The vast increase in digital insecurity - posed by ransomware, DDoS attacks and data breaches amongst others - requires an intelligent cyber security strategy. Government and industry can shape this strategy with legal instruments, such as regulations and contracts. However, very little is known regarding the social costs and benefits thereof. This is worrisome: cyber security expenditures will rise exponentially in the future as mankind becomes increasingly dependent on the digital world.

‘The Law and Economics of Cyber Security’ provides an in depth analysis into the root causes of this societal problem. The dissertation investigates novel legal instruments such as the possibility for insurance against cyber risks, the option to cover these risks by means of pooling and the EU data breach notification obligation in the GDPR. Furthermore, the study yields concrete policy recommendations for university, government and industry. In doing so, it combines fundamental analysis with concrete, actionable building blocks for an enhanced national cyber security strategy.

Bernold Nieuwesteeg is a Law and Economics researcher at Rotterdam Institute of Law and Economics (RILE), Erasmus University Rotterdam and has been a PhD researcher in the European Doctorate in Law and Economics (EDLE) Program. Bernold is partner at CrossOver, which offers cross company learning programs for mechanics, administrative personnel, social workers and trainees. He is a frequent contributor to the public policy debate in newspapers, conferences and public fora.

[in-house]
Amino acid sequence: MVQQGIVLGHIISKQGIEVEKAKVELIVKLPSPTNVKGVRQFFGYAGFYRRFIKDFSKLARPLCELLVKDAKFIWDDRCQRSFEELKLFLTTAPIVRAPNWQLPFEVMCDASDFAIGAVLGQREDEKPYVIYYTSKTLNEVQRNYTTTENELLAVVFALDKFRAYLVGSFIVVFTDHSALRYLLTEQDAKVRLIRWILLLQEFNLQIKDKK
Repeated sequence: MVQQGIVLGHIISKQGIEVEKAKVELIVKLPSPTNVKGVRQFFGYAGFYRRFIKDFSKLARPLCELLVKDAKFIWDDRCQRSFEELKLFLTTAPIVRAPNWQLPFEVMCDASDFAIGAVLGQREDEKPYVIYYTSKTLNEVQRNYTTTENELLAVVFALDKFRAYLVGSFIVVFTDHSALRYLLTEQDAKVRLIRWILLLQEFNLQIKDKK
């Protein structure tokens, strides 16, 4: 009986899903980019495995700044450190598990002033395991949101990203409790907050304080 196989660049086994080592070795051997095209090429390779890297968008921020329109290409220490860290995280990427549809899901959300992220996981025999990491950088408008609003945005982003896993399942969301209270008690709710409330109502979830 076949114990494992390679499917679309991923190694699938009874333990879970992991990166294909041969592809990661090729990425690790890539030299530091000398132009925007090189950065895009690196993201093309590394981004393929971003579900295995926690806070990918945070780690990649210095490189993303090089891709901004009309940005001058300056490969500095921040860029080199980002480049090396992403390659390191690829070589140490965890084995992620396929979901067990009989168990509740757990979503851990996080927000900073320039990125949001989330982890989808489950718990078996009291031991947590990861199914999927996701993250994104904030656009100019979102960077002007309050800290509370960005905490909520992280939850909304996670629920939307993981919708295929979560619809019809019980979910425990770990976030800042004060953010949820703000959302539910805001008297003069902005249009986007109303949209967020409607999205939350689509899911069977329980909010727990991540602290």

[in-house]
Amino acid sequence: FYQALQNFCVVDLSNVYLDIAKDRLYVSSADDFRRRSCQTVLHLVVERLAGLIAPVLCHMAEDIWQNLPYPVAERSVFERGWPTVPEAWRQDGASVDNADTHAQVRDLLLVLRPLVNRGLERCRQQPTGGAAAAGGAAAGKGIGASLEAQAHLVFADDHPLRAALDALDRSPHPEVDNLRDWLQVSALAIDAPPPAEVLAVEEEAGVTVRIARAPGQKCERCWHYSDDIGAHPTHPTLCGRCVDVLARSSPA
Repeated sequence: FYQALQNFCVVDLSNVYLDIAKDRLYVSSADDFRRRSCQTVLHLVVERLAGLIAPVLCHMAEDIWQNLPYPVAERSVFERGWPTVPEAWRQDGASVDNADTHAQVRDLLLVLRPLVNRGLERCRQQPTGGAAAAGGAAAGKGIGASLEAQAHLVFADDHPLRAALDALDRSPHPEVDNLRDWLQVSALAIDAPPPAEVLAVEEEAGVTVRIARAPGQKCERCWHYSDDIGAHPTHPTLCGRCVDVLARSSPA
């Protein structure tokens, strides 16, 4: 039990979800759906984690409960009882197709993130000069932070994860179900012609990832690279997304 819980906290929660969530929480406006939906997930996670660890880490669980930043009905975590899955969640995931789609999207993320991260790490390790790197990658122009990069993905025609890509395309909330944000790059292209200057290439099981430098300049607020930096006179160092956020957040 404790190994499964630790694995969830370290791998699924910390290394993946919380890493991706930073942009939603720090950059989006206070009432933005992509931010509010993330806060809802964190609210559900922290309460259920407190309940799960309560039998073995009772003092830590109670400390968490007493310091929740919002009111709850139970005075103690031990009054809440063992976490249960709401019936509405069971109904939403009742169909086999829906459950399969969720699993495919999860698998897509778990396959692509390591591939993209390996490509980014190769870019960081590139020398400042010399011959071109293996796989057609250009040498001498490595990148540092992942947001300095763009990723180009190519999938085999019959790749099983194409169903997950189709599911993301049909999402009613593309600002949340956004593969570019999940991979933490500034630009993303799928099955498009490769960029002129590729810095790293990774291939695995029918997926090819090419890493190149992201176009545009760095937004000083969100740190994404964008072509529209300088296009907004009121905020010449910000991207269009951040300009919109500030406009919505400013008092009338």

Additional Metadata
Keywords Cyber security, data breach notification law, cyber insurance, cyber risk pooling
Promotor L.T. Visscher (Louis) , K. van Noortwijk (Kees)
Publisher Erasmus University Rotterdam
Persistent URL hdl.handle.net/1765/108963
Series EDLE - The European Doctorate in Law and Economics programme
Note This thesis was written as part of the European Doctorate in Law and Economics programme
Citation
Nieuwesteeg, B.F.H. (2018, June 25). The Law and Economics of Cyber Security. EDLE - The European Doctorate in Law and Economics programme. Erasmus University Rotterdam. Retrieved from http://hdl.handle.net/1765/108963